Thirty women and children living in Leeds who are refugees or asylum seekers have been able to spend a weekend in the beautiful Yorkshire Dales at the invitation of two local churches.
The group which includes both Christian and Muslim refugees in Leeds were hosted by local families from Airton Quakers and St Michael’s Church, Kirby Malham, with some also staying at the Malham Tarn Field Centre . which provided free accommodation and helped provide activities.
Vicar of Kirby Malham, the Revd Michael Jackson, said, “It was an incredibly moving weekend which exceeding my most optimistic expectations, and the concluding service was one of the most moving I've ever had the privilege to lead. I had to work hard to keep my emotions in check!”
The visit came about as part of the City of Sanctuary initiative and locally was facilitated by the People and the Dales project run by the Yorkshire Dales Millenium Trust.
The weekend included a farm visit, games and activities on the Saturday, and in the evening local residents and visitors came together for a shared meal with food, music and entertainment reflecting the different countries of those there. On the Sunday everyone gathered at St, Michael’s for the morning service with the visitors actively participating in the service.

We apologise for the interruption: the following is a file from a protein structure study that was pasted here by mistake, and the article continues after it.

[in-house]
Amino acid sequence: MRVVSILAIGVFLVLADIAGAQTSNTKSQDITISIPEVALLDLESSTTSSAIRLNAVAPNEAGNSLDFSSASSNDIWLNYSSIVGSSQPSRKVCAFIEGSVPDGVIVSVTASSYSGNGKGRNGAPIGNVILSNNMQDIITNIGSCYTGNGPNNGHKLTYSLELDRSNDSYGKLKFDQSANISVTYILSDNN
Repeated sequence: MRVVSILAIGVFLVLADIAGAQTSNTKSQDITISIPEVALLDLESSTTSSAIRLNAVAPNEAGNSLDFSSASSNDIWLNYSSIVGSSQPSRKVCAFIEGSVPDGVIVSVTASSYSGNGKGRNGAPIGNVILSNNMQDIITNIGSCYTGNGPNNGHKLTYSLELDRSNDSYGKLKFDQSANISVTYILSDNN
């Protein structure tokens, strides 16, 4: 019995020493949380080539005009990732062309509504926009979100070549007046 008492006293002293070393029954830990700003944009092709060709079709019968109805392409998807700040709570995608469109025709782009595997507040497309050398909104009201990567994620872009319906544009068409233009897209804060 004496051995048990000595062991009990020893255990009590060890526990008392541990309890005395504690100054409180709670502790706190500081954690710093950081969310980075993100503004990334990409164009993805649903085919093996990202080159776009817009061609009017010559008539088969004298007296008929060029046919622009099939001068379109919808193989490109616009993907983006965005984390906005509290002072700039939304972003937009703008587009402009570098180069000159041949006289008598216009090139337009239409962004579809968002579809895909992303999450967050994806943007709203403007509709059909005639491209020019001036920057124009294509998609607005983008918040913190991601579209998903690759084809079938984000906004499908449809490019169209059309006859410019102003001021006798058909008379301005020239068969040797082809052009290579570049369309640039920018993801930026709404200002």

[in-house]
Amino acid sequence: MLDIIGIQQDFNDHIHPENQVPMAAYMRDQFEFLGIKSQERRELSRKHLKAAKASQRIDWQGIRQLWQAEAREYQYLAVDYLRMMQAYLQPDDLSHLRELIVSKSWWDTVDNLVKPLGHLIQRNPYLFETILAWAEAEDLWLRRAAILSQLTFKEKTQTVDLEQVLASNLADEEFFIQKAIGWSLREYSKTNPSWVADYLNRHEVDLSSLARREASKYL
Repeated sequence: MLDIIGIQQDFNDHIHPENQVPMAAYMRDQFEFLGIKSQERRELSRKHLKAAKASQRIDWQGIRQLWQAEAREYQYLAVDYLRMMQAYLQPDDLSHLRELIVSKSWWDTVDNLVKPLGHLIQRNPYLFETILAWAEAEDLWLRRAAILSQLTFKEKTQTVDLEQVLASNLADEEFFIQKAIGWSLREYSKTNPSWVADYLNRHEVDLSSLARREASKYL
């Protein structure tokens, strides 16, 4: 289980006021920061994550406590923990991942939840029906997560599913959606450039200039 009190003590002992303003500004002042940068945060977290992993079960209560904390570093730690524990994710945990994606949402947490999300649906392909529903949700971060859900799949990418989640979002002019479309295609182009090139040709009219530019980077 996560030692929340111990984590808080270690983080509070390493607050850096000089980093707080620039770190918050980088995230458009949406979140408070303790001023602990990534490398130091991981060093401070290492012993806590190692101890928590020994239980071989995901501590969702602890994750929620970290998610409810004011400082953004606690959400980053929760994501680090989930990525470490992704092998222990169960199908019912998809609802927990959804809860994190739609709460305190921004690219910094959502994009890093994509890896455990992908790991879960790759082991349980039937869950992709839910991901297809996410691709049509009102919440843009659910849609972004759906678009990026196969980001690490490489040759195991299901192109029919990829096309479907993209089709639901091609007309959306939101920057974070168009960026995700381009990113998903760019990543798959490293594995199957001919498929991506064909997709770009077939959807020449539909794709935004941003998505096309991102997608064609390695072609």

“By my calculations there were at least ten nationalities present”, said Michael. “- a first I am sure in the Church’s many centuries of existence!”
Three women sang an African Gospel hymn and all were invited to go to communion or to receive a blessing.
Michael added, “ I was so touched when the Muslim women amongst the group chose to come up for a blessing. If only we could get more grass roots interaction like this, perhaps we could get more harmony in the world. One can dream, and actually the City of Sanctuary weekend in Malhamdale offered a mini template for this.”
Comments of those who took part showed that the weekend had been a significant event for many…. “For me the trip takes away my loneliness and I felt I was in a sort of family”; “Being in a church for the first time made me feel like regardless of our differences we are all together to worship God and love each other”; “I had a fantastic time. It feels like I had a nice pause in my unpredictable life.”
A Muslim mother said, “It was incredible experience to be in a church for the first time in my life. To be in the countryside was my dream. Thank you for giving this opportunity to me.”
Comments from the host families included, “They say that to give is to receive. I don't feel we gave anything significant - some time, our hospitality - but our lives were enriched immeasurably”; “I think my lasting memory will be one of people being happy. The visitors all seemed to be determined to enjoy themselves in a new environment for a short time, and we were all happy to have them with us in the Dale. It is hard to imagine what they have all been through and how different their lives must be from ours. It certainly made me think.”